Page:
As expressed openly by British political economists in the 19th century, and maniacally by the Nazis, Realpolitik says roughly,”Since there isn’t enough to go around, most people must starve. In this desperate situation, who deserves to survive and live in affluence? Only the genetically superior. We will now demonstrate that we are the genetically superior, because we are smart enough and bold enough to grab what we want at once.

    Since the fall of Hitler, this combination of Malthus and Machiavelli is no longer acceptable to most people. A more plausible, less overtly vicious Malthusianism is needed to justify a system in which a few live in splendor and the majority are condemned to squalor. THIS IS WHERE POP ECOLOGY COMES IN.

    The pop ecologists now state the Malthusian scenario for the the ruling elite, since it sounds self-serving when stated by the elite. There is an endless chorus of “There isn’t enough to go around…Our hopes and ideals were all naive and impossible… Science has failed…We must all make sacrifices,” etc., until Lowered Expectations are drummed into everybody’s head.

    Of course, when it comes time to implement this philosophy through action, it always turns out that the poor [those making $200,000 or less] are the ones who have to make the sacrifices, not the elite. But this is more or less hidden, unless you are watching the hands that moves the pea from cup to cup, and if you do notice it, you are encouraged to blame “those damned environmentalists.” Thus, the elite gets what it wants, and anybody who doesn’t like it is maneuvered by the media into attributing this to the science of ecology, the cause of environmentalism, or Ralph Nader.” “The Ultimate implications of eco-mysticism are explicitly stated in theodore Roszak’s “Where the Wasteland Ends”. Roszak argues that science is phychologically harmful to anybody who pursues it and culturally destructive to any nation which allows it. In short, he would take us back, not just to a medieval living standard, but to a medieval religious tyranny where those possessing what he calls gnosis — the Illuminati — would be entirely free of nagging criticism based on logic or experiment.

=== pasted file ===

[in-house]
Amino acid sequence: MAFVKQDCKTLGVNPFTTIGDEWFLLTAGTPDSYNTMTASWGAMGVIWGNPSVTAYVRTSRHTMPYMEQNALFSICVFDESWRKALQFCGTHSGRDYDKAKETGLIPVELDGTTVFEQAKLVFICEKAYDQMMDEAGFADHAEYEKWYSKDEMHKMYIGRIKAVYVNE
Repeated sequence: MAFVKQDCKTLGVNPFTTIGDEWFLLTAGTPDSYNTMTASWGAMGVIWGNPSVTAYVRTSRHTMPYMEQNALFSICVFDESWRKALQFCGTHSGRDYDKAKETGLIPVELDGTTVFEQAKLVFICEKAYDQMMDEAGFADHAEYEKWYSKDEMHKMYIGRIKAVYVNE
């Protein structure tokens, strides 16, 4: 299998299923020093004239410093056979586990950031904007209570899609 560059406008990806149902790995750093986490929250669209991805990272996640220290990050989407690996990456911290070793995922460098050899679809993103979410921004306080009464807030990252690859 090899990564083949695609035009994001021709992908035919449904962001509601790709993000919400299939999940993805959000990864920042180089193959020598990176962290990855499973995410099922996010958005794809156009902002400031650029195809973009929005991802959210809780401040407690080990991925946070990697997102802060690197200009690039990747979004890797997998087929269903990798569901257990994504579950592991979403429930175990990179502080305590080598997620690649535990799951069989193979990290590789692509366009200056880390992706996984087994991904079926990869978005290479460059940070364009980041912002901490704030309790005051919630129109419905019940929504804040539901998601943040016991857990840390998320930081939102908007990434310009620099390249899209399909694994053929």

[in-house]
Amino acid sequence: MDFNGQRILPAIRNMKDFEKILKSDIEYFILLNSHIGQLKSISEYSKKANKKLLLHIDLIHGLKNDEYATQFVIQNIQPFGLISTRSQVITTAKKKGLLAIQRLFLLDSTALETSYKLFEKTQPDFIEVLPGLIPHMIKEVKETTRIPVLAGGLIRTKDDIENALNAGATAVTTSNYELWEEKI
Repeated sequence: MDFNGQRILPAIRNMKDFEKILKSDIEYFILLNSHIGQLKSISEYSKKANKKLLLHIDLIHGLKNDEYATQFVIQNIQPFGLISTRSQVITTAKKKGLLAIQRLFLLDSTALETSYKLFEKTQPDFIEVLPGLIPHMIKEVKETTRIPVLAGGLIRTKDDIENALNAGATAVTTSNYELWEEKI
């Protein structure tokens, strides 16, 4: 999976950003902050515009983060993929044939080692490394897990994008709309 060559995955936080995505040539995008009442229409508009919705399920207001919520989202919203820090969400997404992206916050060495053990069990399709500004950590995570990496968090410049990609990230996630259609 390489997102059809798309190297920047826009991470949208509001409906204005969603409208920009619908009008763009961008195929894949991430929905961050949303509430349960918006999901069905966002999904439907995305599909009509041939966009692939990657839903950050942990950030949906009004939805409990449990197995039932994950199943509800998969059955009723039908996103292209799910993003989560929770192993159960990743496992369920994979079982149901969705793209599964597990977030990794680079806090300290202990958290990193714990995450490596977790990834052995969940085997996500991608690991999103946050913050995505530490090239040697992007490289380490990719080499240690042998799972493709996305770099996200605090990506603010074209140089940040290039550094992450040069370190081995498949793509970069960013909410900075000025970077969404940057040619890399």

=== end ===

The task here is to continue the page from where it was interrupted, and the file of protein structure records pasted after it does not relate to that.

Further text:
The Inquisition would not try Galileo in Roszak’s ideal eco- society; a man like Galileo simply would not be allowed o exist. the similarity to the notions of Haushofer and the Vril society is unnerving.” “(On the Vril Society, see L. Pauwels and J. Bergier, “Morning of the Magicians”. On the parallels between the Vril society and Roszakian pop ecology, see the excellent novel, “The Speed of Light”, by Gwyneth Cravens.)

    Or consider this quotation from Pop Ecologist Gary Snyder, ‘But what I’m talking about is not what critics immediately call ‘the Stone Age.’ As Dave Brower, the founder of Friends of the Earth, is fond of saying, ‘Heck, no, I’d just like to go back to the 20’s.’ Which isn’t an evasion because there was almost half the existing population then, and we still had a functioning system of public transportation.” (“City Miner”, spring 1979)

    In short, Snyder wants to “get rid of” two billion people. Those who believe that none of the Pop Ecologists realize that their proposals involve massive starvation for the majority should consider this question profoundly. Benjamin Jowett, who experienced horror at the deliberate starvation of one million Irishmen, would have no words to convey his revulsion of this proposed genocide of millions.